Entrance to the medina- near the hostel I stayed in when I first visited Morocco in 1971.  Karen in front of the
doorway to a madrassa.  I had taken a similar picture of a friend in this same doorway 41 years previously. 
 

              
    Olive merchant                                Spices arranged to look like crayons            Musicians   

 

Seeing how the people here live is endlessly fascinating.  Like many places throughout the world, the different
craftsman are grouped together so all the knife sharpeners are in one block, all the blacksmiths in another street
etc.  The knife sharpener on the right has a shop that is about 3 feet by 5 feet.  There he sits all day spinning a
huge stone wheel with his foot and sharpening knives for people day after day after day.  That is his life. 

The men in the left photo who make the copper bowls and cooking utensils all work together in one large open square. 
The noise when they are pounding is mind numbing and they would all likely go nuts but they have organized a system that I assume preserves their sanity.  For awhile they all work on various quiet parts of making the utensils, then on some
pre-agreed signal they all start pounding away.  For several minutes they all pound bowls, sinks or pots into shape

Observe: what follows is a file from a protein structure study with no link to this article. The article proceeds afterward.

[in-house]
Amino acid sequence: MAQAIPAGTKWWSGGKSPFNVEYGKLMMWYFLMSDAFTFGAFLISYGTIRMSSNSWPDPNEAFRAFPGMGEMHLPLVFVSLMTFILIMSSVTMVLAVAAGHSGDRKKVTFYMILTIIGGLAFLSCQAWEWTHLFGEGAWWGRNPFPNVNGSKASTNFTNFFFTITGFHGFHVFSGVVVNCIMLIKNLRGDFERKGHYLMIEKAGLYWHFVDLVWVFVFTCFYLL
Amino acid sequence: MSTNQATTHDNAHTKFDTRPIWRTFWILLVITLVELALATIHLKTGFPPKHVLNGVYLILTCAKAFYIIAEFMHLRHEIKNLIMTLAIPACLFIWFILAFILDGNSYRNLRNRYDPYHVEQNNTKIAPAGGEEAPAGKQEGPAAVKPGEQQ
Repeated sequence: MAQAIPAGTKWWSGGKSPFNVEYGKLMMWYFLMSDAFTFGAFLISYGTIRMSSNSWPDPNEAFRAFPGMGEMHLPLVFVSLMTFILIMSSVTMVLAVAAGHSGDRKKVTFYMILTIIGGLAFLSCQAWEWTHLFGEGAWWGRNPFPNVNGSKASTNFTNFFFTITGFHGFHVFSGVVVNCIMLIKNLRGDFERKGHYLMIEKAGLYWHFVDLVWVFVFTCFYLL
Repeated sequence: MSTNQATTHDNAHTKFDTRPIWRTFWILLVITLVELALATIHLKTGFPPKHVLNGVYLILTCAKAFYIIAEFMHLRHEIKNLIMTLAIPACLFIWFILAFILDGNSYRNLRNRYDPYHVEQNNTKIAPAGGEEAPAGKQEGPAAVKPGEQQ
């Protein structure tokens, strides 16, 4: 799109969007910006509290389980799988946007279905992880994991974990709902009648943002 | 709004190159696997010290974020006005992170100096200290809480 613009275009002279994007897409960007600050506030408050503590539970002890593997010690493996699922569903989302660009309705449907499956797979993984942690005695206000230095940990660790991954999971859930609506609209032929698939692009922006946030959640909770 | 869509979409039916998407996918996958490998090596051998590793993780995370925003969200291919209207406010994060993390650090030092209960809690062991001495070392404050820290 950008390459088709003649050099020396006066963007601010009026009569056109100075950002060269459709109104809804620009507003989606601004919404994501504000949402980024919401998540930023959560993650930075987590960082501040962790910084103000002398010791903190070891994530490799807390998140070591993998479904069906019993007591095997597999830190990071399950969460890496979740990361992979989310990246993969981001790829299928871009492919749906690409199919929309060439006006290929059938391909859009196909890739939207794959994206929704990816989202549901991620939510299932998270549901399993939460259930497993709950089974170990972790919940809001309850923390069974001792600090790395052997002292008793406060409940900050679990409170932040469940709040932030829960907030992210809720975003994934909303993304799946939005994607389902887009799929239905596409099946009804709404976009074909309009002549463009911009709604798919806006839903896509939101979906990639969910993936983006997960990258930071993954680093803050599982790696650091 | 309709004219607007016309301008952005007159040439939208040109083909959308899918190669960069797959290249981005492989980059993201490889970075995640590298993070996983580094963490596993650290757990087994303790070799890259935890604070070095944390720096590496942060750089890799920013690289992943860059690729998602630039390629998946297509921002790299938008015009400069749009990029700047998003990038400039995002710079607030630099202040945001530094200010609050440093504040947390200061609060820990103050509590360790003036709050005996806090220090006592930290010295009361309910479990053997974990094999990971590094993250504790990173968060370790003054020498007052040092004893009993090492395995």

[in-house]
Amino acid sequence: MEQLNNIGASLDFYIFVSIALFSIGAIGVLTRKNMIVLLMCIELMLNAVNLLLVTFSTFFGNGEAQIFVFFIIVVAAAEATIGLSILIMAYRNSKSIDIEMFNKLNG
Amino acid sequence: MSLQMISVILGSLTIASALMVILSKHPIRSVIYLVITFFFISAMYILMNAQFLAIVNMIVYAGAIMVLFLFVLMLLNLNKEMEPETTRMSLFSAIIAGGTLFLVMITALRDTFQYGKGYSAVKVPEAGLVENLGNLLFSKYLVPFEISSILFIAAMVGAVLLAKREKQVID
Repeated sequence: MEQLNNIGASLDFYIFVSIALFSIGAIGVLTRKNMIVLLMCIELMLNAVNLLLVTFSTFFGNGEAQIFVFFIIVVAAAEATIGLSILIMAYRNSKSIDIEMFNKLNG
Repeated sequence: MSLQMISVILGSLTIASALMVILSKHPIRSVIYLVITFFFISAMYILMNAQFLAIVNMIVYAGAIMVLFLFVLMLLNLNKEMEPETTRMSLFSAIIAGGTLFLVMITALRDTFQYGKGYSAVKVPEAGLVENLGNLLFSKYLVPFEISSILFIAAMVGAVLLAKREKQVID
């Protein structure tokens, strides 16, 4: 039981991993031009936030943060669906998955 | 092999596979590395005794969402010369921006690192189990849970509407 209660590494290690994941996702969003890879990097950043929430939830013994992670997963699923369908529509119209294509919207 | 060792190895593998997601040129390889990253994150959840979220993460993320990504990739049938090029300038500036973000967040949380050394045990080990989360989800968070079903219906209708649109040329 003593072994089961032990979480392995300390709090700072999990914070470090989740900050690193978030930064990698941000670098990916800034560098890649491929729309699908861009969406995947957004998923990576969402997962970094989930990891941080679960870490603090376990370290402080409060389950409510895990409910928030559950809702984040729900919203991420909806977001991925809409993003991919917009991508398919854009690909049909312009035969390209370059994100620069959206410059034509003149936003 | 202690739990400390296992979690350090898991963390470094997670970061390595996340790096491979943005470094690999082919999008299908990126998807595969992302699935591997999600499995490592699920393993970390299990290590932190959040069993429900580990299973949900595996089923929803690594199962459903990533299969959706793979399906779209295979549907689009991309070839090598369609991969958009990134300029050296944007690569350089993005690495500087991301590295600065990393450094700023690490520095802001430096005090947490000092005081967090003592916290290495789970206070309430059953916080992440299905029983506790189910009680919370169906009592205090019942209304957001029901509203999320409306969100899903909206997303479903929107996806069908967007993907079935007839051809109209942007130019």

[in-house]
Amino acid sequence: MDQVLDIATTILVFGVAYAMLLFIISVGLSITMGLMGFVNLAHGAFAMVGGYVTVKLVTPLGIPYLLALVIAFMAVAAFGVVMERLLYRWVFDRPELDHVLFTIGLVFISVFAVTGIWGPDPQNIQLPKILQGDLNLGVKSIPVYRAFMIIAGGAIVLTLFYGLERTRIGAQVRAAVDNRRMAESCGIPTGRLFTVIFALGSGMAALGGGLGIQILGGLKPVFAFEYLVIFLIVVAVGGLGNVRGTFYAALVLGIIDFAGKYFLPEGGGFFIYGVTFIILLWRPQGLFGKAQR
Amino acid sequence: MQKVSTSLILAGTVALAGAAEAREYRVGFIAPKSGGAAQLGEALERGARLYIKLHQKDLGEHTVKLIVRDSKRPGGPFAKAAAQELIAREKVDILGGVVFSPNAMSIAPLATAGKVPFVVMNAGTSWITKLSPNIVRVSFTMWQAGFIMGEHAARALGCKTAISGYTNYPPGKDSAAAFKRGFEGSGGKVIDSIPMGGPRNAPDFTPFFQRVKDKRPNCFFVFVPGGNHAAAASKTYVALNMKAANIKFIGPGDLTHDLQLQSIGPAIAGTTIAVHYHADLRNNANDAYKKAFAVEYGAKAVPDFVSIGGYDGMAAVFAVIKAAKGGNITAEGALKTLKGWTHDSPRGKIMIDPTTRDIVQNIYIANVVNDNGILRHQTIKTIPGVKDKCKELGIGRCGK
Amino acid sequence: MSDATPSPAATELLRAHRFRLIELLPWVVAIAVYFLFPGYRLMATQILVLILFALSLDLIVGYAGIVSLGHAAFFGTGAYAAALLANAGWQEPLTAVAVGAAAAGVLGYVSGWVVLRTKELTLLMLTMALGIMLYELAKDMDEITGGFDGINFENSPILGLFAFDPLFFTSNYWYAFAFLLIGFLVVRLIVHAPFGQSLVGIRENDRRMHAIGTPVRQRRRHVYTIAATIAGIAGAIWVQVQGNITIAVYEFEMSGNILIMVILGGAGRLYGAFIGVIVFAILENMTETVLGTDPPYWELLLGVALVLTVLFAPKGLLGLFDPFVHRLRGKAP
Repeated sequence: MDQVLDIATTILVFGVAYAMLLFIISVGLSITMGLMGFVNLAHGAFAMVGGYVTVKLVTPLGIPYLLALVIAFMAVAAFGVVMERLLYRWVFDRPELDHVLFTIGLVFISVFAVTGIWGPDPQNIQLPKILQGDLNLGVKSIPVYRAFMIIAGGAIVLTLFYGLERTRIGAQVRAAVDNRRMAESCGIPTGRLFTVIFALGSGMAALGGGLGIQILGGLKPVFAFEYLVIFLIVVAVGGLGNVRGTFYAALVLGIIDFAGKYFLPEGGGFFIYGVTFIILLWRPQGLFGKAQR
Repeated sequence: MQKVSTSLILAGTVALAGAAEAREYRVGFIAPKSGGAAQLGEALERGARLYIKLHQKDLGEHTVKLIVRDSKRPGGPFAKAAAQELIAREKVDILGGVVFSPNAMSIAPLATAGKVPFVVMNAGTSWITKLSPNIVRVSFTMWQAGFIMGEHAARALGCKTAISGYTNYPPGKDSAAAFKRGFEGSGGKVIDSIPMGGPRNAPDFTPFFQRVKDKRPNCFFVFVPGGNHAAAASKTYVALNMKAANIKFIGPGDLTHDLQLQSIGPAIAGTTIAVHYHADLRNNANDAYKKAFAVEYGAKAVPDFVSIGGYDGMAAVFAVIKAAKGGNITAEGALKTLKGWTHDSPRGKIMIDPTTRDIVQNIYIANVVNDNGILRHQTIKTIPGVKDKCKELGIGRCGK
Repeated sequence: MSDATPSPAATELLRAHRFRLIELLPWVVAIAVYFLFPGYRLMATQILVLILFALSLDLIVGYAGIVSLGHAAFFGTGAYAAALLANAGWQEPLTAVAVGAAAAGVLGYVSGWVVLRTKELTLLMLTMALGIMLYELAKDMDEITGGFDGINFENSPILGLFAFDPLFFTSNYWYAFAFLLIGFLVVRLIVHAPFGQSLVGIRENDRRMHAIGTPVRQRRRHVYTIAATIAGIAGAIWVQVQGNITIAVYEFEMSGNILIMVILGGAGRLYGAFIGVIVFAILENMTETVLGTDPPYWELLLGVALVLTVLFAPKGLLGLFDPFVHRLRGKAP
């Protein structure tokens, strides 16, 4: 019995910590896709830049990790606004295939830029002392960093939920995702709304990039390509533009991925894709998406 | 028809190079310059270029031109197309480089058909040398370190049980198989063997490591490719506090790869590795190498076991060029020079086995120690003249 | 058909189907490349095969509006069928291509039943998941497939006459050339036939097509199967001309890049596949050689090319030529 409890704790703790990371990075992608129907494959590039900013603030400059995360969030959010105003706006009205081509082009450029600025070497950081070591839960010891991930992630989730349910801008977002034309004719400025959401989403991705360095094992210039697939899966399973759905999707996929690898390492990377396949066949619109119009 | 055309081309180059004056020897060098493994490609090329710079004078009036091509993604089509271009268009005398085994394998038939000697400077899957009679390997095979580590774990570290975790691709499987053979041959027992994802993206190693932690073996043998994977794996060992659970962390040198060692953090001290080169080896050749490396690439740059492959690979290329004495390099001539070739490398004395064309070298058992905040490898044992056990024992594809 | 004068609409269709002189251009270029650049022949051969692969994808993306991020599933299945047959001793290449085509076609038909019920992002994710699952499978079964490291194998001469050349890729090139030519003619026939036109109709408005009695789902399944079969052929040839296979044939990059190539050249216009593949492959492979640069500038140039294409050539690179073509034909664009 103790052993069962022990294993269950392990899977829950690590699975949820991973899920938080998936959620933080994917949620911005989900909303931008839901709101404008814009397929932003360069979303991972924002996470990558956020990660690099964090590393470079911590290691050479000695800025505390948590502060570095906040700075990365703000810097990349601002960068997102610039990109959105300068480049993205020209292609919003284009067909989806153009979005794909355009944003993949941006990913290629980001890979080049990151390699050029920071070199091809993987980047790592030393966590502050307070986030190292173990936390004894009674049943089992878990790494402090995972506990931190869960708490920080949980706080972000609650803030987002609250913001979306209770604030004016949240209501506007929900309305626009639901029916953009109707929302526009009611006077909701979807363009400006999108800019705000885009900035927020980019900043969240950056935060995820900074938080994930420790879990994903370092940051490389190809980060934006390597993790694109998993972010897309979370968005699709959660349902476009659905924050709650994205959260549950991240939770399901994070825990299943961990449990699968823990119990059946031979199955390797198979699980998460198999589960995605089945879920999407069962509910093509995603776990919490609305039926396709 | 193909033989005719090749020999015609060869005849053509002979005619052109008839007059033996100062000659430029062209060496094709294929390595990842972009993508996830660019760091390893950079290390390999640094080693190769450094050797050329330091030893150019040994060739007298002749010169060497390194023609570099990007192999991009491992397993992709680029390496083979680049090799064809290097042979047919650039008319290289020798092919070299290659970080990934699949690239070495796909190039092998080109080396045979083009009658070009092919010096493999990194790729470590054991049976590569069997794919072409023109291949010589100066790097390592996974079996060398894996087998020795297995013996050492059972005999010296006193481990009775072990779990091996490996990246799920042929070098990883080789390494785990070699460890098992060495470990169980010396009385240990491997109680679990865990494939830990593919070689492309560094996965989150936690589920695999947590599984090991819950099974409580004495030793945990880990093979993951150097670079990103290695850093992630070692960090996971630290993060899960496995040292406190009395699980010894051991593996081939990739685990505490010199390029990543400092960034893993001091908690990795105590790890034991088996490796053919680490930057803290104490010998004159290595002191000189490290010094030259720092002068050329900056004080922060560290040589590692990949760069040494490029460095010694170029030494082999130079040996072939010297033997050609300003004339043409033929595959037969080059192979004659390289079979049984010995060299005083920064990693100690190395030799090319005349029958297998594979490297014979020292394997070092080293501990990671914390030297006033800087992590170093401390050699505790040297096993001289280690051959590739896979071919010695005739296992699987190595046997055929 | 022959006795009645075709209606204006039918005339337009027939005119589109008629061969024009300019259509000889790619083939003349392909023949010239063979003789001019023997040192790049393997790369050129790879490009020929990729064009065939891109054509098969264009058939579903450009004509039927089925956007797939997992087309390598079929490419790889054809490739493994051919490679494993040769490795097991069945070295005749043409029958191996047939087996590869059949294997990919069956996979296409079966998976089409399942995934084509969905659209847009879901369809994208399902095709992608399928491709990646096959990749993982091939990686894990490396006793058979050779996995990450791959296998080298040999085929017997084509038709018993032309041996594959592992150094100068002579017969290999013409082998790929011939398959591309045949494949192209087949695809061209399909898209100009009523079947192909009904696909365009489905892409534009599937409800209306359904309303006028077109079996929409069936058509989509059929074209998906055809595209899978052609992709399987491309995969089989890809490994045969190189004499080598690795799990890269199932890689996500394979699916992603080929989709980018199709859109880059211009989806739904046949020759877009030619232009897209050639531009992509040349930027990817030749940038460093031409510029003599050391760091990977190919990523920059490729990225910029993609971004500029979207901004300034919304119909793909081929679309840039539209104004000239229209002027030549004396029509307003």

then suddenly all stop and it's quiet again.  At least this way the din is not constant. 

            
  Copper utensil makers                     Moving goods through the medina             Knife sharpener

A must see stop on the tour of Fez are the dying vats where they dye leather and fabrics for the many handicrafts they sell.  The dyed items find their way into shoes, yarn, scarves and carpets as were were to see later in our wanderings.

              
     Dye vats                                                 Dye vats                                         Dyed leather shoes

 

          
  Dyed yarn                                            A burro's life                                        Carpet co-operative

         
  Carolyn trying on a scarf                  Carolyn and Karen - Bedouin style          Dee sharing needlepoint tips

       
   Marrakech Square                              Tomato seller                                  Beggar


              
  Snake charmer and cobra                   Goat heads and goat meat           Overlooking the Rabat harbor opening